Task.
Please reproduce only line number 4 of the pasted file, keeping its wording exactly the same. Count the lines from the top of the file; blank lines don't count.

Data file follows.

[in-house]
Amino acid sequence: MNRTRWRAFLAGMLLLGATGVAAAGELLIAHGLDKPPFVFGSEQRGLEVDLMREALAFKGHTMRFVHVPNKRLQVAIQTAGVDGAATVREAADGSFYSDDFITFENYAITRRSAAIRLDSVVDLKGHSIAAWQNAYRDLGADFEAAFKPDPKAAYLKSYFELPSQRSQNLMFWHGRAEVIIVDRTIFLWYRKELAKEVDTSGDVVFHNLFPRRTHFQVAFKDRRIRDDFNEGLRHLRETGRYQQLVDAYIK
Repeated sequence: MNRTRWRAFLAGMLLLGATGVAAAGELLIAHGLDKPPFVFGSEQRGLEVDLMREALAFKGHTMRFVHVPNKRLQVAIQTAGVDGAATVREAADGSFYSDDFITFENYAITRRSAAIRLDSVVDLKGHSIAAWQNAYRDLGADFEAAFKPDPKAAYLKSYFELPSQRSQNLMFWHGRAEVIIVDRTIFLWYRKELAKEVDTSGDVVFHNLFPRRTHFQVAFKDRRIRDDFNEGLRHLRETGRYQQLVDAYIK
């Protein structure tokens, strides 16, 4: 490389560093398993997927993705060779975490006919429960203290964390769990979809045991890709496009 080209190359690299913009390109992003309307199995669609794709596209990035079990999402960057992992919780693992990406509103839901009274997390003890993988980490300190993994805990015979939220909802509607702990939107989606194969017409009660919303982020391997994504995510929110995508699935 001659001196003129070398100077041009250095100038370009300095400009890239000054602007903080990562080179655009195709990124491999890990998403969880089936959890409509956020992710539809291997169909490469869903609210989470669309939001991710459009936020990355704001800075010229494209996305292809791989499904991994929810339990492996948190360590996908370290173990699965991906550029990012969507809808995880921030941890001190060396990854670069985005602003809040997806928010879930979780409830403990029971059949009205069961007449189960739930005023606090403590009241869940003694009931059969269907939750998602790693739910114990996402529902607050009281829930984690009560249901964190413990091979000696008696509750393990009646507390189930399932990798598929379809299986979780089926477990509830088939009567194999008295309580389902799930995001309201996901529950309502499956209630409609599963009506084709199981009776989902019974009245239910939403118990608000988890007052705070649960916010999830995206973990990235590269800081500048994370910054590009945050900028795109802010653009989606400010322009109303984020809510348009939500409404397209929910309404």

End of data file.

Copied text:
């Protein structure tokens, strides 16, 4: 490389560093398993997927993705060779975490006919429960203290964390769990979809045991890709496009 080209190359690299913009390109992003309307199995669609794709596209990035079990999402960057992992919780693992990406509103839901009274997390003890993988980490300190993994805990015979939220909802509607702990939107989606194969017409009660919303982020391997994504995510929110995508699935 001659001196003129070398100077041009250095100038370009300095400009890239000054602007903080990562080179655009195709990124491999890990998403969880089936959890409509956020992710539809291997169909490469869903609210989470669309939001991710459009936020990355704001800075010229494209996305292809791989499904991994929810339990492996948190360590996908370290173990699965991906550029990012969507809808995880921030941890001190060396990854670069985005602003809040997806928010879930979780409830403990029971059949009205069961007449189960739930005023606090403590009241869940003694009931059969269907939750998602790693739910114990996402529902607050009281829930984690009560249901964190413990091979000696008696509750393990009646507390189930399932990798598929379809299986979780089926477990509830088939009567194999008295309580389902799930995001309201996901529950309502499956209630409609599963009506084709199981009776989902019974009245239910939403118990608000988890007052705070649960916010999830995206973990990235590269800081500048994370910054590009945050900028795109802010653009989606400010322009109303984020809510348009939500409404397209929910309404």